Today, Audubon is celebrating the Year of the Bird in Arizona after the Governor signed a proclamation. The announcement celebrates native and migratory birds making their way through Arizona and the Grand Canyon State’s remarkable landscapes and water resources that support them. The proclamation notes Arizona’s critical river habitats that provide for “migrating and resident birds, as well as sustain economies and livelihoods.”
Each year, 1.6 million residents and tourists participate in wildlife watching, generating $800 million in retail sales, 13,000 jobs, and a total economic output of $1.4 billion. Where birds thrive, people and the economy prosper.
Arizona is home to more than 550 bird species and 48 Important Bird Areas, including 17 that are globally recognized. Significant species include: the Ridgway’s Rail, Yellow-billed Cuckoo, Bell’s Vireo, and Arizona’s state bird, the Cactus Wren.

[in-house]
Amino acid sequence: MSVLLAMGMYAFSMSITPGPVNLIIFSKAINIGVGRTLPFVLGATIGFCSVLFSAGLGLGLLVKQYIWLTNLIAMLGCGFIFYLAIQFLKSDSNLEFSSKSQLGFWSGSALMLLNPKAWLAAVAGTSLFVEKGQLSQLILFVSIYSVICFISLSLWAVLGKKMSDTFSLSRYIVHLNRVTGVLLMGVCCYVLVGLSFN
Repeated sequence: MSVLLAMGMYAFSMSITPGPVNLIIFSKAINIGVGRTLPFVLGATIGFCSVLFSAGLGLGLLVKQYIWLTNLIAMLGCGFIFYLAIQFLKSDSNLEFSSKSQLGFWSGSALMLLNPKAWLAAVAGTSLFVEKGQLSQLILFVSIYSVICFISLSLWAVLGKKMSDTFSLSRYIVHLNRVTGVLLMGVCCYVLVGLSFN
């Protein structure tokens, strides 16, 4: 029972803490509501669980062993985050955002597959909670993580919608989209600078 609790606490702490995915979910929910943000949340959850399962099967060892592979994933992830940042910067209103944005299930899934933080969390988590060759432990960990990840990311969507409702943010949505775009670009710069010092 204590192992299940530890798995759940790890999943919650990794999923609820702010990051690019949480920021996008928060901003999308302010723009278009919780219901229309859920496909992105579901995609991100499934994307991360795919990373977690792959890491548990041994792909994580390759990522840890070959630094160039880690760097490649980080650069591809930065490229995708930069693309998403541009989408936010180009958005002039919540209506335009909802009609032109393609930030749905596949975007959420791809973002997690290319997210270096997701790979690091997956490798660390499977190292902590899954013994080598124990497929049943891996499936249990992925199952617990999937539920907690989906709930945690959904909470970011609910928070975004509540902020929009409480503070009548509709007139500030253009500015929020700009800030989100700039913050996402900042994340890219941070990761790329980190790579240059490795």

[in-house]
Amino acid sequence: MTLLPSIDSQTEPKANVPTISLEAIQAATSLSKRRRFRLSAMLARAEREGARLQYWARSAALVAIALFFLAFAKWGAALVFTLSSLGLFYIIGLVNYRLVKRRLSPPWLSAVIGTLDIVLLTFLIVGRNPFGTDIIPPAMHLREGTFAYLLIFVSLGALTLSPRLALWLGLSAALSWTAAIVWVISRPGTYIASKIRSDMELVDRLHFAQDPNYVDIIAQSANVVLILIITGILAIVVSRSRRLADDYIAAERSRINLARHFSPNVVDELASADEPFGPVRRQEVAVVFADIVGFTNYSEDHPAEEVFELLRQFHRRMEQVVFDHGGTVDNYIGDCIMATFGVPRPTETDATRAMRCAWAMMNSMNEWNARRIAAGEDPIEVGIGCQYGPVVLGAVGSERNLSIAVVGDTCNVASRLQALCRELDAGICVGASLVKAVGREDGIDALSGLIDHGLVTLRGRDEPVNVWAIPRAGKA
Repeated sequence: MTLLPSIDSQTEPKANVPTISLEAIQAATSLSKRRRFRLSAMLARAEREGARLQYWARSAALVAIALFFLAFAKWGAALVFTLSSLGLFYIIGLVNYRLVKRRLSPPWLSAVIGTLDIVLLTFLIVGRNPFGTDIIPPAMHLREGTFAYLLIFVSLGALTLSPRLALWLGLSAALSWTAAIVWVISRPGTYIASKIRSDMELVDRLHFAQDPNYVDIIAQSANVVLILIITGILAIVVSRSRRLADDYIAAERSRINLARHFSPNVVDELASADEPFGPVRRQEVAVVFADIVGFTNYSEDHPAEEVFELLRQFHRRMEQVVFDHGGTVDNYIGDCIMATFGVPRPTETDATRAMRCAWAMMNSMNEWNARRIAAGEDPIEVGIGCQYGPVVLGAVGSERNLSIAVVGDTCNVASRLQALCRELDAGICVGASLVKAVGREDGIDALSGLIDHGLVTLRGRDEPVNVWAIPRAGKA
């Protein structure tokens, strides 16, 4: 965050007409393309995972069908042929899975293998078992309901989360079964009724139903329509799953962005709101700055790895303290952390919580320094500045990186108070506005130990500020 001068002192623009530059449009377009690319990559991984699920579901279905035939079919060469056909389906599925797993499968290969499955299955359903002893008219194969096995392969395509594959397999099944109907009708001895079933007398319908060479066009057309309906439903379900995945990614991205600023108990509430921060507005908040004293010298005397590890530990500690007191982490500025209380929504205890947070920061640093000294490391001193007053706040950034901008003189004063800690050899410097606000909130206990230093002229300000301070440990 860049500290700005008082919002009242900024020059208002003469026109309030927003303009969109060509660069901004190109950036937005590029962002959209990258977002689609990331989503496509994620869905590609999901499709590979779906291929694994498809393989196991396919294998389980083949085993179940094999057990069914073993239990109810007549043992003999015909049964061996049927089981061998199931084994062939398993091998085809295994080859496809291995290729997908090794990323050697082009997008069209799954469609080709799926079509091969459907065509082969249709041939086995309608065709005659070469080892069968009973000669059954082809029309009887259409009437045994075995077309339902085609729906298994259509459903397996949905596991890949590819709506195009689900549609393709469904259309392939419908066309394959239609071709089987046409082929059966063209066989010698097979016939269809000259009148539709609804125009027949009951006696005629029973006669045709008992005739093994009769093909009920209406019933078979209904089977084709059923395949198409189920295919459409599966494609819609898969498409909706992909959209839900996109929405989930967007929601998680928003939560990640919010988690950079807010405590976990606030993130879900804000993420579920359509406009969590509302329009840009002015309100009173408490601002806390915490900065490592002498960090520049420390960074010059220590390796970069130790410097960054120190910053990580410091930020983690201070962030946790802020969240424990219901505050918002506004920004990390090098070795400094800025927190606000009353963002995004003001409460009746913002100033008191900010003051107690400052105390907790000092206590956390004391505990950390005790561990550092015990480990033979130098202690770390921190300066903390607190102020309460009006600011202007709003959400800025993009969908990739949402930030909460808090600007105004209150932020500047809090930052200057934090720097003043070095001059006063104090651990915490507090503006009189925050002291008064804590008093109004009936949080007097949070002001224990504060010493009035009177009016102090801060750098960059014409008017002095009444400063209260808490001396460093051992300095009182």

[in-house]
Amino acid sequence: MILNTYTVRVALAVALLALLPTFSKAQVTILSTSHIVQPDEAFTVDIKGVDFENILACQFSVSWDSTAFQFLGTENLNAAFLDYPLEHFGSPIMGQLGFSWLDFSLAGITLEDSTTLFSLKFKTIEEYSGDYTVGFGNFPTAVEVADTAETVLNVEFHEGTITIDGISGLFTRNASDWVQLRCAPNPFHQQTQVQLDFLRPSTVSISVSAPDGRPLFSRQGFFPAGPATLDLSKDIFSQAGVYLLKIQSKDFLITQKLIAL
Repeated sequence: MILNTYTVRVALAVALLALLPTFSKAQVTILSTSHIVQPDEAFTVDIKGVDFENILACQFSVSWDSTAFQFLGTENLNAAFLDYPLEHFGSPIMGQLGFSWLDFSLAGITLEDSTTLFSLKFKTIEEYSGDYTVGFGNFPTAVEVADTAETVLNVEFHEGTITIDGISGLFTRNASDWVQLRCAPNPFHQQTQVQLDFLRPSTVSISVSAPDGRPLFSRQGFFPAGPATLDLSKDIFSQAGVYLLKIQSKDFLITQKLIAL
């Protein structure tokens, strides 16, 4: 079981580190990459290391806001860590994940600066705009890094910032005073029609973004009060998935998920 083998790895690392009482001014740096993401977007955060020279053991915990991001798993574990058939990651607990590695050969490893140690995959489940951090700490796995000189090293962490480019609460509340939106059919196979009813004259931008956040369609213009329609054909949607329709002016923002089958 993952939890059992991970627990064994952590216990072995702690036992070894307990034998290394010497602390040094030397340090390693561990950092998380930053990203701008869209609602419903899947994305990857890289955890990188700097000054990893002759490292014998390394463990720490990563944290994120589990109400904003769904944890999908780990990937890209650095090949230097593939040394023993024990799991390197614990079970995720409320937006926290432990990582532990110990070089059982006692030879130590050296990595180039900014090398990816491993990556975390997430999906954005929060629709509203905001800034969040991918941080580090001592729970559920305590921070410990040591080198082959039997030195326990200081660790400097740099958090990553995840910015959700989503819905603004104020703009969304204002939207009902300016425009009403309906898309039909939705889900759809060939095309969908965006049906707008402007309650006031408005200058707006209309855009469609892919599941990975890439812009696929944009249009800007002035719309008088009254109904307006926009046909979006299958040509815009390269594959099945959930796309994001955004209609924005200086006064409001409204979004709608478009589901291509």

Year of the Bird highlights that public opinion continues to show that an overwhelming number of Arizonans support conservation and the protection of natural resources—something that both people and birds need. In a recent poll, 94% of Arizona surveyed said that the Colorado River is “a national treasure that should be protected.”
In addition to the proclamation in Arizona, people all over the world are celebrating 2018 as Year of the Bird. This year marks the centennial of the Migratory Bird Treaty Act (MBTA), one of the oldest wildlife protection laws in the United States. The proclamation notes how MBTA protects Peregrine Falcons, Great Egrets and most other birds that nest and winter in Arizona. In honor of this milestone, National Geographic, Audubon, Cornell Lab of Ornithology, BirdLife International, and dozens of other partners around the world joined forces to celebrate 2018 as the Year of the Bird.
To learn more about Year of the Bird, visit: https://www.audubon.org/yearofthebird